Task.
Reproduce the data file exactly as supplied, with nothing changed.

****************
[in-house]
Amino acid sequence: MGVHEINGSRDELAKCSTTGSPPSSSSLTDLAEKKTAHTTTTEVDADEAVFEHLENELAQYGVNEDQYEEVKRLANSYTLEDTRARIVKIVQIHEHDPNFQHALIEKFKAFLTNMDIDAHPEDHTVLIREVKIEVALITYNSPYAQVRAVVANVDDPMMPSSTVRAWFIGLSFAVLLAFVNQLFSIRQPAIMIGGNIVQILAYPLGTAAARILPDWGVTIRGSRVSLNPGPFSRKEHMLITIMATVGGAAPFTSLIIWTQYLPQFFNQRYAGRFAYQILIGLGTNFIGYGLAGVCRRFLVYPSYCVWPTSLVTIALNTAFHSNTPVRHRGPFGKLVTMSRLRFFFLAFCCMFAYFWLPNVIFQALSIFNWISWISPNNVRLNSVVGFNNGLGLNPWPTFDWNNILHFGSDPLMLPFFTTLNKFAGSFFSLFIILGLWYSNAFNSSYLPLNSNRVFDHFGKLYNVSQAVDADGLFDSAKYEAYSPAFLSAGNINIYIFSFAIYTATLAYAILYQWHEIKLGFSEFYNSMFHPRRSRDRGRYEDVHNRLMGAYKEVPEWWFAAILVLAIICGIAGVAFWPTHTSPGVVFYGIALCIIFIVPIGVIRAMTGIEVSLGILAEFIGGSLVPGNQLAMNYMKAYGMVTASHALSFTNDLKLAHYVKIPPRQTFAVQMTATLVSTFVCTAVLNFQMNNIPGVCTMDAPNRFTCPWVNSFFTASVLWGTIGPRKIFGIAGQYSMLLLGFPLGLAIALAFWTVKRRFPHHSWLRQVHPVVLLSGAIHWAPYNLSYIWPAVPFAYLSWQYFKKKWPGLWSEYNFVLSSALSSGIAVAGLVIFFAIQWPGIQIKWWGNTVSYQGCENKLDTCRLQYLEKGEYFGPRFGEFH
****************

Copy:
[in-house]
Amino acid sequence: MGVHEINGSRDELAKCSTTGSPPSSSSLTDLAEKKTAHTTTTEVDADEAVFEHLENELAQYGVNEDQYEEVKRLANSYTLEDTRARIVKIVQIHEHDPNFQHALIEKFKAFLTNMDIDAHPEDHTVLIREVKIEVALITYNSPYAQVRAVVANVDDPMMPSSTVRAWFIGLSFAVLLAFVNQLFSIRQPAIMIGGNIVQILAYPLGTAAARILPDWGVTIRGSRVSLNPGPFSRKEHMLITIMATVGGAAPFTSLIIWTQYLPQFFNQRYAGRFAYQILIGLGTNFIGYGLAGVCRRFLVYPSYCVWPTSLVTIALNTAFHSNTPVRHRGPFGKLVTMSRLRFFFLAFCCMFAYFWLPNVIFQALSIFNWISWISPNNVRLNSVVGFNNGLGLNPWPTFDWNNILHFGSDPLMLPFFTTLNKFAGSFFSLFIILGLWYSNAFNSSYLPLNSNRVFDHFGKLYNVSQAVDADGLFDSAKYEAYSPAFLSAGNINIYIFSFAIYTATLAYAILYQWHEIKLGFSEFYNSMFHPRRSRDRGRYEDVHNRLMGAYKEVPEWWFAAILVLAIICGIAGVAFWPTHTSPGVVFYGIALCIIFIVPIGVIRAMTGIEVSLGILAEFIGGSLVPGNQLAMNYMKAYGMVTASHALSFTNDLKLAHYVKIPPRQTFAVQMTATLVSTFVCTAVLNFQMNNIPGVCTMDAPNRFTCPWVNSFFTASVLWGTIGPRKIFGIAGQYSMLLLGFPLGLAIALAFWTVKRRFPHHSWLRQVHPVVLLSGAIHWAPYNLSYIWPAVPFAYLSWQYFKKKWPGLWSEYNFVLSSALSSGIAVAGLVIFFAIQWPGIQIKWWGNTVSYQGCENKLDTCRLQYLEKGEYFGPRFGEFH